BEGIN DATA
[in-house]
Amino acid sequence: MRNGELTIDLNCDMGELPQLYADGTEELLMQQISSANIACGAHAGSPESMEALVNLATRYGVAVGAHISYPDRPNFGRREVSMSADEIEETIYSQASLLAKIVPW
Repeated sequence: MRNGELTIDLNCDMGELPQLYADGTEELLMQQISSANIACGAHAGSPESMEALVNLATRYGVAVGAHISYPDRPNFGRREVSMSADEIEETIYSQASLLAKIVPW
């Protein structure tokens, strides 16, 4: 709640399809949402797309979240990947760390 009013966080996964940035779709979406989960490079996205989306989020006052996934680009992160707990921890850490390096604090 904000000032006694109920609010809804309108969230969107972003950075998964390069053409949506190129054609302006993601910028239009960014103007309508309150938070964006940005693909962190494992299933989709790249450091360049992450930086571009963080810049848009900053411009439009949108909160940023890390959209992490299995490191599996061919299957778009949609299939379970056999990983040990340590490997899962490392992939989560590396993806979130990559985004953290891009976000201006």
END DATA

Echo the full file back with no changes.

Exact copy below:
[in-house]
Amino acid sequence: MRNGELTIDLNCDMGELPQLYADGTEELLMQQISSANIACGAHAGSPESMEALVNLATRYGVAVGAHISYPDRPNFGRREVSMSADEIEETIYSQASLLAKIVPW
Repeated sequence: MRNGELTIDLNCDMGELPQLYADGTEELLMQQISSANIACGAHAGSPESMEALVNLATRYGVAVGAHISYPDRPNFGRREVSMSADEIEETIYSQASLLAKIVPW
């Protein structure tokens, strides 16, 4: 709640399809949402797309979240990947760390 009013966080996964940035779709979406989960490079996205989306989020006052996934680009992160707990921890850490390096604090 904000000032006694109920609010809804309108969230969107972003950075998964390069053409949506190129054609302006993601910028239009960014103007309508309150938070964006940005693909962190494992299933989709790249450091360049992450930086571009963080810049848009900053411009439009949108909160940023890390959209992490299995490191599996061919299957778009949609299939379970056999990983040990340590490997899962490392992939989560590396993806979130990559985004953290891009976000201006």